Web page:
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Haiti relief efforts

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Tom Schaafsma, Sequim-Dungeness Chamber of Commerce Citizen of the Year, returned to Sequim still haunted by the sights, sounds and smells of post-earthquake Haiti.

In the past few years the small country has suffered a violent overthrow of its government, four hurricanes and now a huge earthquake.

Government buildings were destroyed, taking with them records as well as police, fire and medical personnel. International aid is pouring in with no local government to direct it, and that is where Schaafsma's training comes in to play.

He has been trained by ShelterBox, an international disaster relief agency, to clear the way through customs for relief supplies, secure the supplies in a safe location, evaluate where the need for those supplies lies, and get them to the people who need them.

Rotarian's idea

ShelterBox was the idea of a Rotarian in 2000. It since has grown into an independent agency.

In Haiti, the United Nations has a logistical base that helps coordinate aid coming into the country to keep agencies from overlapping, however, trained people are needed to assess needs.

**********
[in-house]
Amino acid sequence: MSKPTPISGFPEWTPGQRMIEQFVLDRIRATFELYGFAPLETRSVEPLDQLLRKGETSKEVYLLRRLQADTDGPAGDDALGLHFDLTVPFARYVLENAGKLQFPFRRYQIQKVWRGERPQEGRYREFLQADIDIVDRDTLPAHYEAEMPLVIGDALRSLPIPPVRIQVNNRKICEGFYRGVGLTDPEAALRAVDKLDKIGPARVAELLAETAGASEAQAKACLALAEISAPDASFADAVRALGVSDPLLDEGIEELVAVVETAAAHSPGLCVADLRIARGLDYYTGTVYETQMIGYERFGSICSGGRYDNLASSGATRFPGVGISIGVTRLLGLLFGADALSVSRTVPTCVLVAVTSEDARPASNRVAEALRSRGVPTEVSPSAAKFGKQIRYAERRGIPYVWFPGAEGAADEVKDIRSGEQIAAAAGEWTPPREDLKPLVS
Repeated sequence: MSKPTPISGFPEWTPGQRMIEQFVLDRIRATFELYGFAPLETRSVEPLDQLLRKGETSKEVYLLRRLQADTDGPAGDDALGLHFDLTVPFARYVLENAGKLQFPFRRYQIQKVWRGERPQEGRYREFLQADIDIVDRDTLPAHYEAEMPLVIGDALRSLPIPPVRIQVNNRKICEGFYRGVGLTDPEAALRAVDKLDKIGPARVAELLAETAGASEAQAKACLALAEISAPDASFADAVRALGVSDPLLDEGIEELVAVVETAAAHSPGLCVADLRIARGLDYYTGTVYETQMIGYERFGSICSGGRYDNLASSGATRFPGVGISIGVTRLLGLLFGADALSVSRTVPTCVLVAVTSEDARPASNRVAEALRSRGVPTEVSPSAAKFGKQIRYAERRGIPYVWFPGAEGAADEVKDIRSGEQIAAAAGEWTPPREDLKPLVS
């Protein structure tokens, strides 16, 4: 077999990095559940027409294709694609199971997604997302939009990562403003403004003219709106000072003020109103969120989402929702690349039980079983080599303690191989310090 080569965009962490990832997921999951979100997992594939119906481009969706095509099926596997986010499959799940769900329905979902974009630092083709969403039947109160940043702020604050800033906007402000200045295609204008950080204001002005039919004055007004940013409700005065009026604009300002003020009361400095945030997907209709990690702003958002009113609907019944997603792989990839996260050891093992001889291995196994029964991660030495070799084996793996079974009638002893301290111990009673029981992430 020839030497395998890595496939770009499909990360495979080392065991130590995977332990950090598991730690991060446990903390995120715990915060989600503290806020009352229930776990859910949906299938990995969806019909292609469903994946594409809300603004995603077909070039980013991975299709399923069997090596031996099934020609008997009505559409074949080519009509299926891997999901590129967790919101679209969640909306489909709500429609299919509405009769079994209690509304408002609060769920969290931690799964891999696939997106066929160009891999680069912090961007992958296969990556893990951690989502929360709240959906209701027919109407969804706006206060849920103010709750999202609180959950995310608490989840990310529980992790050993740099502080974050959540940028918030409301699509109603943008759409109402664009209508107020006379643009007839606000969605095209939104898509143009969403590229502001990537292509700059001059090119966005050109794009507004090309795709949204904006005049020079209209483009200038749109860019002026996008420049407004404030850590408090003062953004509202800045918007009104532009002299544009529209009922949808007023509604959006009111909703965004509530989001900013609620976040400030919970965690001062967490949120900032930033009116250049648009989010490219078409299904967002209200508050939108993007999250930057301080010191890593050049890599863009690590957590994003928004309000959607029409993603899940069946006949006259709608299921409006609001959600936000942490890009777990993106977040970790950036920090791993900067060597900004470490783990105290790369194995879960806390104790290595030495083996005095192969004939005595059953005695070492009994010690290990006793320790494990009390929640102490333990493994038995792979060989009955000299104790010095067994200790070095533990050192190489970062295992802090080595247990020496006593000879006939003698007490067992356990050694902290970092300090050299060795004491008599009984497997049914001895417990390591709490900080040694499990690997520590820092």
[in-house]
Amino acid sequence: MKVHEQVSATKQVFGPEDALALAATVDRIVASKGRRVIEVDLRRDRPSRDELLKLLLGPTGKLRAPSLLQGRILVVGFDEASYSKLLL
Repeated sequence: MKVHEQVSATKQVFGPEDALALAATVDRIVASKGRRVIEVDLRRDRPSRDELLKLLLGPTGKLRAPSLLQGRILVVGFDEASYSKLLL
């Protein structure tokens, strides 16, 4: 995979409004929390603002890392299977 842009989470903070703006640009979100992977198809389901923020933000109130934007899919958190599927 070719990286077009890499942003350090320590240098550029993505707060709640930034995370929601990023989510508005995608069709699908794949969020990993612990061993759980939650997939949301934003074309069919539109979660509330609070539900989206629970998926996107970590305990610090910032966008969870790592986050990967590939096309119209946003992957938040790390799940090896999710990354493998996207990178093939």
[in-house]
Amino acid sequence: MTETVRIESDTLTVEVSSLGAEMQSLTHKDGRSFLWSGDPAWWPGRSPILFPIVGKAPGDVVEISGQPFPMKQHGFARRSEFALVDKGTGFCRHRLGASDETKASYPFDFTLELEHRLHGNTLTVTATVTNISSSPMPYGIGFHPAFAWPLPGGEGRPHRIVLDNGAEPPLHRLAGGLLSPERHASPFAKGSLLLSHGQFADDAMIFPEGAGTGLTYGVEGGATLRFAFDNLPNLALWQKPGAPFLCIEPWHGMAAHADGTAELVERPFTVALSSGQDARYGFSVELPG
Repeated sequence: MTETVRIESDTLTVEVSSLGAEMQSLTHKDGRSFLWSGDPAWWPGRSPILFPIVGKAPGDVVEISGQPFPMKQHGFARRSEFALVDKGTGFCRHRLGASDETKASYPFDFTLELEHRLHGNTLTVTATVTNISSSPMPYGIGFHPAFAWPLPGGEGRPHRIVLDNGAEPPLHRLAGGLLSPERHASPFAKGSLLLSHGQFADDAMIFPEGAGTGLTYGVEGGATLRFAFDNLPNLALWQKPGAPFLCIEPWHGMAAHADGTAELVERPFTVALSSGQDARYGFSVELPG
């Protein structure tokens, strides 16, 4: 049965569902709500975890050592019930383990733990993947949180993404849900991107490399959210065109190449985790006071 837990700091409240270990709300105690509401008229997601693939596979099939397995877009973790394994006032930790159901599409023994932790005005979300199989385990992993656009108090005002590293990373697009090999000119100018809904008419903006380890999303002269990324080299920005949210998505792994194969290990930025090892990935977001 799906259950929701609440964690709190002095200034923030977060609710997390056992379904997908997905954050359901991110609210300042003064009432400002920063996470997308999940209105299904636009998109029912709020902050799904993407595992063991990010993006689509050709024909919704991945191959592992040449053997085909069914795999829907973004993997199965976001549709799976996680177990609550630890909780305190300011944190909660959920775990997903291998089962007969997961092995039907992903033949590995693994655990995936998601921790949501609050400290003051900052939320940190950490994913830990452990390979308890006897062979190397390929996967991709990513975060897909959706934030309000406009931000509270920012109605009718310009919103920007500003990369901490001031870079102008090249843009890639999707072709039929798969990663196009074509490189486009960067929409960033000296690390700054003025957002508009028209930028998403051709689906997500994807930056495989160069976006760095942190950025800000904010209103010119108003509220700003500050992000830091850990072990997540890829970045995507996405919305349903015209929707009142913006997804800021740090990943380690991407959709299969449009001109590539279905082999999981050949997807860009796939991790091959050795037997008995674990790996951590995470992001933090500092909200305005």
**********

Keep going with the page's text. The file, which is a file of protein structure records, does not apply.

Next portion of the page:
ShelterBox representatives usually work in groups of two to four; however in Haiti, the groups had five to eight members. They work with local people and interpreters suggested by local Rotarians, when possible, to find areas of need.

Tent for 10

Each ShelterBox contains a tent for 10 people, a cook stove plus

supplies for cooking and serving food, mosquito netting, bedding suited for the climate, water containers and water purification tablets, tools, and materials for children such as paper, pencils and crayons.

Each box costs $1,000. Boxes are donated by service agencies from around the world.

A new addition is school boxes that contain supplies so teachers can begin to teach soon after a disaster to help children return to a semblance of their normal lives.

In Haiti, 1 million people are homeless. ShelterBox has delivered 16,000 boxes with supplies.

Schaafsma said the help is appreciated and as the workers would enter the eating tent after a day of directing aid to the homeless, people would start chanting, "ShelterBox! ShelterBox! ShelterBox! ..." one of the few English terms they knew.

Reach Dana Casey at dcasey@sequimgazette.com.

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